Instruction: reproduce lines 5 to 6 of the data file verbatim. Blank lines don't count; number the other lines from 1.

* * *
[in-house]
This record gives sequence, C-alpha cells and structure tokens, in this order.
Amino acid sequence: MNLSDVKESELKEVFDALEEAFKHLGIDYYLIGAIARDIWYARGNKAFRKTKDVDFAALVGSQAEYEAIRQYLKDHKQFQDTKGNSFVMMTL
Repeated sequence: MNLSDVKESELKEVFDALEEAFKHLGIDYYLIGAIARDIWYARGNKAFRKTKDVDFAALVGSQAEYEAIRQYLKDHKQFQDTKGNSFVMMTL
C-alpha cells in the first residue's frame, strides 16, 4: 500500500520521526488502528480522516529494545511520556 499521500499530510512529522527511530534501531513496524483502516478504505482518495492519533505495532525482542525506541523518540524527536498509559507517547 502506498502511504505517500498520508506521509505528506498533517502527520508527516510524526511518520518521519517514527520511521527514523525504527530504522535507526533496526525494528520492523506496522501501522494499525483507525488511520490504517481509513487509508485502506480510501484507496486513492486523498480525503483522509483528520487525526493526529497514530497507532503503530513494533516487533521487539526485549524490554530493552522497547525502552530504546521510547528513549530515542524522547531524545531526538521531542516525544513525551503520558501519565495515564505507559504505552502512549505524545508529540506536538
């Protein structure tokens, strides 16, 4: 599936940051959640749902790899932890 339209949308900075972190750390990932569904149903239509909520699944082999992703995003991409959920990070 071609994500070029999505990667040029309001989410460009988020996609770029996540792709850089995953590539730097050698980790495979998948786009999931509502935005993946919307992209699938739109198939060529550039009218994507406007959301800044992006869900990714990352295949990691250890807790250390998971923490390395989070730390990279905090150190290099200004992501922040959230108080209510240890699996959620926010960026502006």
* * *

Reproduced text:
C-alpha cells in the first residue's frame, strides 16, 4: 500500500520521526488502528480522516529494545511520556 499521500499530510512529522527511530534501531513496524483502516478504505482518495492519533505495532525482542525506541523518540524527536498509559507517547 502506498502511504505517500498520508506521509505528506498533517502527520508527516510524526511518520518521519517514527520511521527514523525504527530504522535507526533496526525494528520492523506496522501501522494499525483507525488511520490504517481509513487509508485502506480510501484507496486513492486523498480525503483522509483528520487525526493526529497514530497507532503503530513494533516487533521487539526485549524490554530493552522497547525502552530504546521510547528513549530515542524522547531524545531526538521531542516525544513525551503520558501519565495515564505507559504505552502512549505524545508529540506536538
């Protein structure tokens, strides 16, 4: 599936940051959640749902790899932890 339209949308900075972190750390990932569904149903239509909520699944082999992703995003991409959920990070 071609994500070029999505990667040029309001989410460009988020996609770029996540792709850089995953590539730097050698980790495979998948786009999931509502935005993946919307992209699938739109198939060529550039009218994507406007959301800044992006869900990714990352295949990691250890807790250390998971923490390395989070730390990279905090150190290099200004992501922040959230108080209510240890699996959620926010960026502006």